One of the many salacious articles about Maurice Hochman’s trial, in this case from the Daily News, February 16 1934.
Source: newspapers.com

In 1936 Israel remarried to Sadie Zwirn, an Austrian-born woman in her 50s.

Israel’s other son Jack led a less public life. He also became a professional musician, although I could not find many details about it. I could not find much about what the other children did; unfortunately Rose died of suicide in New York in 1946, after living in New Jersey for several years. Most of the rest of Israel’s children seem to have lived until fairly recently, although I was not able to figure out when some of them died, since most of them changed their names. The longest-living one I could find was his daughter Sarah, who later went by Susan Wright, and lived until 2003.

What did the J. stand for?

I never once saw Hochman write out his middle name in any of his government documents, but he always included the initial when his name appeared in a music industry context. My guess is that it stands for Jacob, his father’s name, but I haven’t seen proof of it.

Music career

Our view of Hochman as a musician mostly comes from the 78rpm discs, and to a far lesser extent the handwritten copyright scores he submitted to the Library of Congress, and a few passing mentions in the newspapers of the time. Even when it comes to the recordings, I don’t think we get a clear picture of him and what differentiated him from his contemporaries.

Unfortunately I have not yet been able to find any evidence about Israel’s musical education in Europe, whether he came from a klezmer family, or whether he played in klezmer groups in Kamianets or elsewhere in the region. He certainly identified as a musician on every government document I could find in the United States, from his arrival paper in 1906 to his citizenship application to various censuses. His debut in the music industry happened a decade after he arrived in New York, and we don’t know anything about what he was doing during that time. His self-description on censuses give only the barest snapshots of what he may have been doing in a given year. In 1910 he wrote “Musician/Teacher, General Practice,” in 1920 “Musician, Orchestra,” in 1930 “Piano Teacher, Private” and in 1940 (eight months before his death) he left it blank.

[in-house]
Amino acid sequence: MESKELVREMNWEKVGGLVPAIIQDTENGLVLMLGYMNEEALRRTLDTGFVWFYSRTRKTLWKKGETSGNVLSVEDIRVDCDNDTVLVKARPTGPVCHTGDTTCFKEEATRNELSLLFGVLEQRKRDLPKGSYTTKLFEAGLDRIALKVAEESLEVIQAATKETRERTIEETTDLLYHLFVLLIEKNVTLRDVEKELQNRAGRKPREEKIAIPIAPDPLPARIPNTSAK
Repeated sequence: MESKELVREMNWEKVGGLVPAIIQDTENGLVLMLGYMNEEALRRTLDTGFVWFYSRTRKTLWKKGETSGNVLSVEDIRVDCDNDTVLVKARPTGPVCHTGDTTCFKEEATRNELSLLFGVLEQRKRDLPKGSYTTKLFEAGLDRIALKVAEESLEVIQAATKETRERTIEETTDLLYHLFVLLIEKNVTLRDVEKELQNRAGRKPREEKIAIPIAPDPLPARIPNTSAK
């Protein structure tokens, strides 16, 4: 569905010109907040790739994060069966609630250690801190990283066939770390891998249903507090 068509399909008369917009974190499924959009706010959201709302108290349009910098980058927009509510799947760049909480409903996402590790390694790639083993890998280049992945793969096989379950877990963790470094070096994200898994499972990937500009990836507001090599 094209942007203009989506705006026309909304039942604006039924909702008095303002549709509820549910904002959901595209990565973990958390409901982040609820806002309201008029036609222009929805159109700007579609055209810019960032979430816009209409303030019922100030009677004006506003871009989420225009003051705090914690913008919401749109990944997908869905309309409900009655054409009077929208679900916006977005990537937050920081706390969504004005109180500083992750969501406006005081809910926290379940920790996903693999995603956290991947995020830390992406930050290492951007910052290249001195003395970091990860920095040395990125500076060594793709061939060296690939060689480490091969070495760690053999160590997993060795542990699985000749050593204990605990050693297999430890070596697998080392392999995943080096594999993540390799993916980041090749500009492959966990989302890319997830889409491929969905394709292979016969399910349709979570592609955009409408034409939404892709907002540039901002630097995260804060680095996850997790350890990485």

As for his recording industry career between around 1916 and 1928, I don’t know much more than I already quoted above from Sapoznik and others. We know in a general sense that the war caused a reorientation of the record industry in New York from a more international industry towards finding local talent who could perform ethnic music. Hochman was one of these musicians who were recruited at around this time, whether by some personal connection or chance encounter; like Max Leibowitz, Abe Schwartz, and Abe Elenkrig and others at around the same time.

As noted in the quotes above, his ensembles had a big brassy sound of the kind that we have come to associate with New York klezmer of the time. To my ears, many of them are performed with a similar arrangement style and not much experimentation, but certainly with moments of whimsy, stateliness and tenderness. Many of the pieces we already know from other klezmer recordings from the 1910s, although I will add that Hochman often included the name of who he thought was the composer of a dance tune, which no one else did. Some of his pieces refer to place names not far from where he lived in Kamianets; I wonder if they were locally known tunes or pieces from his family repertoire. Among my favourites from the Mayrent Collection, which has the best quality digitization of his discs, are Besarabier Chosid’l (c.1925), Chotiner bulgar “der Zwilling” (1924), Galician Scheir (c.1921), and Za-Za-Za (1919). Some of his tracks ended up on klezmer reissue albums from the 1980s onwards, which is how he became a household name in the klezmer world and contributed to the reconstruction of the genre for a new generation. Today, with so many digital archives hosting a wider range of his recordings, we are lucky to be able to listen to and compare many more of them than at any time since they were originally released.

a 78rpm record label showing one of Hochman's albums
The disc label for one of Hochman’s 1920s releases, “Chotiner Bulgar ‘Der Zwilling’.” Chotin (Khotyn today) is a city only 25km from Kamianets where Hochman lived, and just across the river from Zhvanets where his father was born. Source: Mayrent Collection